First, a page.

According to ILMIA (Institute for Labour Market Information and Analysis), accounting is the top 4 skills in demand. And bookkeeping tops the range of accounting skills required by employers. Accounting is evergreen and is needed in every business organisation and industry all around the world.
Malaysia needs 60,000 accountants and is projecting this number to be achieved by 2030. MIA reported recently that there are 38,500 accountants, an increase of 2.5% annually. This proves that the accounting profession is very resilient and is still necessary.
In our current post-pandemic era, we see a growth of SMEs. They are mushrooming in anticipation of a recovery in the economy after Covid-19. Malaysia’s economy is driven by SMEs which make up more than 90% of total business establishments. Being cost-sensitive, SMEs are looking out for para-accountants, or are better known as Accounting Technicians (AT). ATs would be able to provide bookkeeping, accounting, payroll and tax services to individuals and SMEs.
Despite the demand, accountancy is not as popular as it should be amongst high school leavers because of the misperception that accountancy is only for arts stream and business students. Moreover, students fear that accounting will be taken over by robots and AI.
What’s next for AAT in Malaysia?
The time has arrived to recognise Accounting Technicians as a vital part of the accountancy profession. In pursuit of becoming a developed nation, we need to address the issue of unqualified accounting personnel carrying out basic accounting functions. We must emphasise professionalising these junior and mid-tier or para-level accountants.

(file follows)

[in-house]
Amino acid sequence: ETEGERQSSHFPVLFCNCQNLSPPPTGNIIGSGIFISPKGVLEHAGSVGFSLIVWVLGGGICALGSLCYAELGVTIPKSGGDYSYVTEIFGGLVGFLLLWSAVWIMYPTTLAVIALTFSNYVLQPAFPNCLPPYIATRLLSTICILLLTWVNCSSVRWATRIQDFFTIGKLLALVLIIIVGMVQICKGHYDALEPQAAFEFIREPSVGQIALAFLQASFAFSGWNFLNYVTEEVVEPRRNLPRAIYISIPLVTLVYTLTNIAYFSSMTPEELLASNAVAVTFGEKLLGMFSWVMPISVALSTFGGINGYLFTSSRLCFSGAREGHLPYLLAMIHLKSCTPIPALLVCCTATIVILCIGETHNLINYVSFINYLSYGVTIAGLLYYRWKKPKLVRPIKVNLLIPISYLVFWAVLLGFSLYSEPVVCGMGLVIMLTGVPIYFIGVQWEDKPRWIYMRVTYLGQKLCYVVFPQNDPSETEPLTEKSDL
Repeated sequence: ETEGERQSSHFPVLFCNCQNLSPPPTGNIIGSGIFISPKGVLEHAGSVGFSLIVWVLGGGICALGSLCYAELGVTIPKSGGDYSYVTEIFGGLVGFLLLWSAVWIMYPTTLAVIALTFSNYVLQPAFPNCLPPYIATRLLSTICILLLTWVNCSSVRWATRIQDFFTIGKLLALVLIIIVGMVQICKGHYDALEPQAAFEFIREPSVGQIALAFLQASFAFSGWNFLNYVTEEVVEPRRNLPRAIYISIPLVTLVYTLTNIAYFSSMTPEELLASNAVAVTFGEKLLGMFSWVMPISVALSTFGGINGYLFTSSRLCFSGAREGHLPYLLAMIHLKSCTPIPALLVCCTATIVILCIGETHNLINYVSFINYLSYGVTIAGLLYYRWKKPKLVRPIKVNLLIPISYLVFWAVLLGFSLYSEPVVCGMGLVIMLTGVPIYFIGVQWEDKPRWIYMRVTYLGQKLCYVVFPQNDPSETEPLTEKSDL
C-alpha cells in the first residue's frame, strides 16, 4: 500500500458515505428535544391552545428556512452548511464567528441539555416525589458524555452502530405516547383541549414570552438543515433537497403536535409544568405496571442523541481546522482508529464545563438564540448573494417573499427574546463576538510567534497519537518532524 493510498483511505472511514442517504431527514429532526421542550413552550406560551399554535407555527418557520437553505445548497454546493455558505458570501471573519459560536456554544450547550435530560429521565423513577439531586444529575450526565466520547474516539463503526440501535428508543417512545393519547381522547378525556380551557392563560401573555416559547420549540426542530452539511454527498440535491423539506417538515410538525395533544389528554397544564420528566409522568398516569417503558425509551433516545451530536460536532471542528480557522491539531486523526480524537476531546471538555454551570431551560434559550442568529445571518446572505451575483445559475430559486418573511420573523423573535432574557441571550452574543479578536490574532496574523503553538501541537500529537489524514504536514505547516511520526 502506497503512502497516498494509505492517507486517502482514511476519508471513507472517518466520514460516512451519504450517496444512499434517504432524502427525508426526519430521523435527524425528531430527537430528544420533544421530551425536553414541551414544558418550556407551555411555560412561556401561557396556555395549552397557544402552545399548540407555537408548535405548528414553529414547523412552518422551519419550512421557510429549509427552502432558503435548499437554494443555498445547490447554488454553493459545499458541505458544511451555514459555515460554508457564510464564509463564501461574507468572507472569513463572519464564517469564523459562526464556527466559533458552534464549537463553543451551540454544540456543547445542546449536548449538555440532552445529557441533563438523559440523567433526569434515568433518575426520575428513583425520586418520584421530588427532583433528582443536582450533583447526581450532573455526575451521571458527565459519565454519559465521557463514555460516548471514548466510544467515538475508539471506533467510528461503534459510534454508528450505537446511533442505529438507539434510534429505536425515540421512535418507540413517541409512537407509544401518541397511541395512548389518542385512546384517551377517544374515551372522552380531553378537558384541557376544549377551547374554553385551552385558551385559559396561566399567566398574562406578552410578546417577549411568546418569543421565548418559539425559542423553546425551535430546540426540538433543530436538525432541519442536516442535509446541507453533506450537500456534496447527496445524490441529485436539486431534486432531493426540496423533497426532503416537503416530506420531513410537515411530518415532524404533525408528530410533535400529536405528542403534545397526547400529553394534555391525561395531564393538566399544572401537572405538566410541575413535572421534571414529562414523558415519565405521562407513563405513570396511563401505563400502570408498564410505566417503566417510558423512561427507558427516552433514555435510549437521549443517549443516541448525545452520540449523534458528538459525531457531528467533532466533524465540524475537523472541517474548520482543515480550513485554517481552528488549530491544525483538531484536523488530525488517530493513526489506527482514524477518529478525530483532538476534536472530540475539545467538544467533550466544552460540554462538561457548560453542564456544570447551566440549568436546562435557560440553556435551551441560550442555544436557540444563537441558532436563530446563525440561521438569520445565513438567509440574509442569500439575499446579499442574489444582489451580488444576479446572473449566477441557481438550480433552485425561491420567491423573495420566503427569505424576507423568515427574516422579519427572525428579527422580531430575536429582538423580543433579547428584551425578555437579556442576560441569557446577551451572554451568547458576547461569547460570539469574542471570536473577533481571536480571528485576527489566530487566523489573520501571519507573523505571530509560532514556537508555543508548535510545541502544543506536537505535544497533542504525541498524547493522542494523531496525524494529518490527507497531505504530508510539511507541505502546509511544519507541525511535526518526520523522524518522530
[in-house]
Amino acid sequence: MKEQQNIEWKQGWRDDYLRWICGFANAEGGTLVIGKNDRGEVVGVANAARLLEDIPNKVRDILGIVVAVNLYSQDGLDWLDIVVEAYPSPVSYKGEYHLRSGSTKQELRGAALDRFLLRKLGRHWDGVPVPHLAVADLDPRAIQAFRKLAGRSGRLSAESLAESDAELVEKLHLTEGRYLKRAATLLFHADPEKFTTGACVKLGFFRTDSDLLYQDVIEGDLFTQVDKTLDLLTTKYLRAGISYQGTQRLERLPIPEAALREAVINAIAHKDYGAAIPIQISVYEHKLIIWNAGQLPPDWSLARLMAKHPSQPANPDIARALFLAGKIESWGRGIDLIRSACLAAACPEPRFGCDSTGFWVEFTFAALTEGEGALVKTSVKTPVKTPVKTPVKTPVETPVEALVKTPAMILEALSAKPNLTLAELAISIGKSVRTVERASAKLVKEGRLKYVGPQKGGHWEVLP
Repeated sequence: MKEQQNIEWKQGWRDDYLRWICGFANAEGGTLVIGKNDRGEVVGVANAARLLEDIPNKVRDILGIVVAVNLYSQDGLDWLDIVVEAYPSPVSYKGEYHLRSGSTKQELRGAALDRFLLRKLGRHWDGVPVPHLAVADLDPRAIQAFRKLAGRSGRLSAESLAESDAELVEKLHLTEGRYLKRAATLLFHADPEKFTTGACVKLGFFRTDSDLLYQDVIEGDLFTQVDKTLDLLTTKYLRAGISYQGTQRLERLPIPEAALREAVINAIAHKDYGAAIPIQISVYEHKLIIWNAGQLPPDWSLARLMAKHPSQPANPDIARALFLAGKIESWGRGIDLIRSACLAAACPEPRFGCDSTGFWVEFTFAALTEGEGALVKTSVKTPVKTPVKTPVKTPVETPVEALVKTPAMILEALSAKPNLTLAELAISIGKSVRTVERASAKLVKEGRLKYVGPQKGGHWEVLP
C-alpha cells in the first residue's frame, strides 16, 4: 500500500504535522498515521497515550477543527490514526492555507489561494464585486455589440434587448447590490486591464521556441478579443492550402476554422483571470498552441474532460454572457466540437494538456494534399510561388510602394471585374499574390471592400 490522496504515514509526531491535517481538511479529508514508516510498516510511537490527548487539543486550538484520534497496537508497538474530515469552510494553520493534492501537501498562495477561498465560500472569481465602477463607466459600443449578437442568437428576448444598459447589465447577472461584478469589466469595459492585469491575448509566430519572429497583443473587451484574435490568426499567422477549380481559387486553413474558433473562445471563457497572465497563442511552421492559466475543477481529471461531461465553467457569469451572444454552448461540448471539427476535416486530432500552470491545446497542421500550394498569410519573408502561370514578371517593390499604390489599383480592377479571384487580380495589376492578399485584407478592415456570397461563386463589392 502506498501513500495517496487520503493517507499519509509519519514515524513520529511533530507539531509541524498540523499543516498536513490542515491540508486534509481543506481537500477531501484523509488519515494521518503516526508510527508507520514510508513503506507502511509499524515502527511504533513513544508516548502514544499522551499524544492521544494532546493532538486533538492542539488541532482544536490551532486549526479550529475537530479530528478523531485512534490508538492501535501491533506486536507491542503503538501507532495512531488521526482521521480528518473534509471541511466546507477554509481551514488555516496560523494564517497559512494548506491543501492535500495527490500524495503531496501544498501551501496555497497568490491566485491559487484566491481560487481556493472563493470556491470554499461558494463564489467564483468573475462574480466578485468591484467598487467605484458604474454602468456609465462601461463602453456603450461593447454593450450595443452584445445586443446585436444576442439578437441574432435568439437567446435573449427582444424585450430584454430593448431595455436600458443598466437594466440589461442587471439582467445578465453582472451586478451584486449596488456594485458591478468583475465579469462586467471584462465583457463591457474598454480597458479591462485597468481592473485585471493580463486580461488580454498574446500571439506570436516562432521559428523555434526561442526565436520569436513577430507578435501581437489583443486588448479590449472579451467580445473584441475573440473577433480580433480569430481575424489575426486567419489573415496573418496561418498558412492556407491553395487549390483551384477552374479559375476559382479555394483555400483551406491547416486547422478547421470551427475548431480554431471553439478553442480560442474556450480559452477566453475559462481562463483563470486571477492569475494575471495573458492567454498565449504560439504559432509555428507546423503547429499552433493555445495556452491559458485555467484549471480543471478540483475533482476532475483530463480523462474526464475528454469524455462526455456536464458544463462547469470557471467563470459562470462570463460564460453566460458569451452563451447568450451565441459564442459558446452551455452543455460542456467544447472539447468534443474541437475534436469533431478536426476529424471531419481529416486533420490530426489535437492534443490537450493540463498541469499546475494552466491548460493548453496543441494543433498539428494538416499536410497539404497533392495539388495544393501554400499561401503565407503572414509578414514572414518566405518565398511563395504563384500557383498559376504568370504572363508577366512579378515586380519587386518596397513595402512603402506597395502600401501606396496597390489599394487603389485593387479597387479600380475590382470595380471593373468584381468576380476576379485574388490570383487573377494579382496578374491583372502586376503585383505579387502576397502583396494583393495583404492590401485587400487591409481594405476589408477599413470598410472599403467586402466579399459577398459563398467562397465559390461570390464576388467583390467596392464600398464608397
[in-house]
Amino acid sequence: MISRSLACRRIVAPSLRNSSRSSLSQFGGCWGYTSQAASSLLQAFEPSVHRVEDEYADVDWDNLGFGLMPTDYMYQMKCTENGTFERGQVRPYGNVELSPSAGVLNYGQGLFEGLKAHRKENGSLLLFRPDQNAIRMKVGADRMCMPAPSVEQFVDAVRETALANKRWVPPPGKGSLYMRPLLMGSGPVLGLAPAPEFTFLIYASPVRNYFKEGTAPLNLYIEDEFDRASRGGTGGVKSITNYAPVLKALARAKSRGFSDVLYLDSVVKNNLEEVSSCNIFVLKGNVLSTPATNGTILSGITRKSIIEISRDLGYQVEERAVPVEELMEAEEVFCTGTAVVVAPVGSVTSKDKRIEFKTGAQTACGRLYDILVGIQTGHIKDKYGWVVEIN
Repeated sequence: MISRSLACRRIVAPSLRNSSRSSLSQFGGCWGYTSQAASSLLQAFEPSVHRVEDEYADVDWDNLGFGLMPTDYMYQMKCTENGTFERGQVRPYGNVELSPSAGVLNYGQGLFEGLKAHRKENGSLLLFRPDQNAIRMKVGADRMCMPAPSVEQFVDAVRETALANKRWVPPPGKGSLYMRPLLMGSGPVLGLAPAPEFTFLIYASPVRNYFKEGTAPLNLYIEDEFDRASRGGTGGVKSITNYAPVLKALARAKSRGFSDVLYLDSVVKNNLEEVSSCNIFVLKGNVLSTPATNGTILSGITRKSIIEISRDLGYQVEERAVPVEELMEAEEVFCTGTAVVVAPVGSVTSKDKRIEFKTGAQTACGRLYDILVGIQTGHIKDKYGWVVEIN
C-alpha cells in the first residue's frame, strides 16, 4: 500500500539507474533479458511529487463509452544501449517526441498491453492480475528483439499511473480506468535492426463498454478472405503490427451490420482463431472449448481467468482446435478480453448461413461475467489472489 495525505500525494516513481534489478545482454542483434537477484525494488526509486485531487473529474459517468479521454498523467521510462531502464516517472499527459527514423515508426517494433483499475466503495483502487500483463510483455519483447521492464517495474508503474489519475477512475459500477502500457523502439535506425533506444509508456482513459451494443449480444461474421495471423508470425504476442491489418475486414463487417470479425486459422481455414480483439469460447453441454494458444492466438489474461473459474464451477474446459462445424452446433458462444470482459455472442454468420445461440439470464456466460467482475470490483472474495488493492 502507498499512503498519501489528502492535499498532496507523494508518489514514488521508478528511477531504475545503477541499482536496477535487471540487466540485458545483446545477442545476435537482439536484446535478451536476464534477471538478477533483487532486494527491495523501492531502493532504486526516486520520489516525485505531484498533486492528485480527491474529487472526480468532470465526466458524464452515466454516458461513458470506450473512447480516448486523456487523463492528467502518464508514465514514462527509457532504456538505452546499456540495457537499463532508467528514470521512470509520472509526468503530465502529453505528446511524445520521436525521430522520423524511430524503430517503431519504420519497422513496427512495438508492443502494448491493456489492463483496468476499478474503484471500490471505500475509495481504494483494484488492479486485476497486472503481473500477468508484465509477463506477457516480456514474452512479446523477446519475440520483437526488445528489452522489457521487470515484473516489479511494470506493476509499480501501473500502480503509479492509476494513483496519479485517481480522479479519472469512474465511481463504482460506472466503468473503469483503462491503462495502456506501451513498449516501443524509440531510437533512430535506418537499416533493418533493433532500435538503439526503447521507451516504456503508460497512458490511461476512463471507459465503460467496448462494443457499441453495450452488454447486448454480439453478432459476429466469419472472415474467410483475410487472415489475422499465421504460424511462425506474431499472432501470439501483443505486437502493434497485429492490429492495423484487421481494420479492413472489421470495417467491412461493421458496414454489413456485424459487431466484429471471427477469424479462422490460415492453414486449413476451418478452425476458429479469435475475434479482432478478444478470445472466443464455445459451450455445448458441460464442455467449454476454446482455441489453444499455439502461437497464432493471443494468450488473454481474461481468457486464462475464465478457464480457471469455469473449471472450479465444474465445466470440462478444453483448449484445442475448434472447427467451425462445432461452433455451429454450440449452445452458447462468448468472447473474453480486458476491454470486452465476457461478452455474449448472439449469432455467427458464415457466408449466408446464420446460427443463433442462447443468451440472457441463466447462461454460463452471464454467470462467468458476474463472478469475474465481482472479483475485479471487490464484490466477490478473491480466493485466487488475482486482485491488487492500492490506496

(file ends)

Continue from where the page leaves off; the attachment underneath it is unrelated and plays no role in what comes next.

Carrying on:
AAT has earmarked Malaysia as one of our core markets and is committed to collaborating with the appropriate government departments, employers, regulators, and funders to produce a supply of professional accounting technicians.
There are many non-diploma graduates who are carrying out key roles in accounting and finance functions in both the private and public sectors. The Association of Accounting Technicians – now AAT – was established in 1980 to train students with accounting skills that are needed at different levels.
The Government, through various agencies such as PERKESO, HRD Corp and Yayasan Peneraju have provided support and funding for school leavers and working adults to acquire the AAT accounting qualifications. One of the AAT Training providers, for instance, System & Skills Training Concept (SSTC) has been involved actively in this venture by delivering the AAT qualification. One of the criteria is job placement within the industry and so far, all the sponsored AAT graduates at SSTC have been offered jobs within one to two months of their AAT course completion.
There are in total seven (7) accredited AAT Training providers in the country; the number is growing as the AAT qualifications gain popularity and recognition. School leavers, parents and working adults are encouraged to start and embark on AAT as your FIRST step towards being a qualified Accounting Technician, and subsequently, to become a Chartered Accountant or a Certified Public Accountant.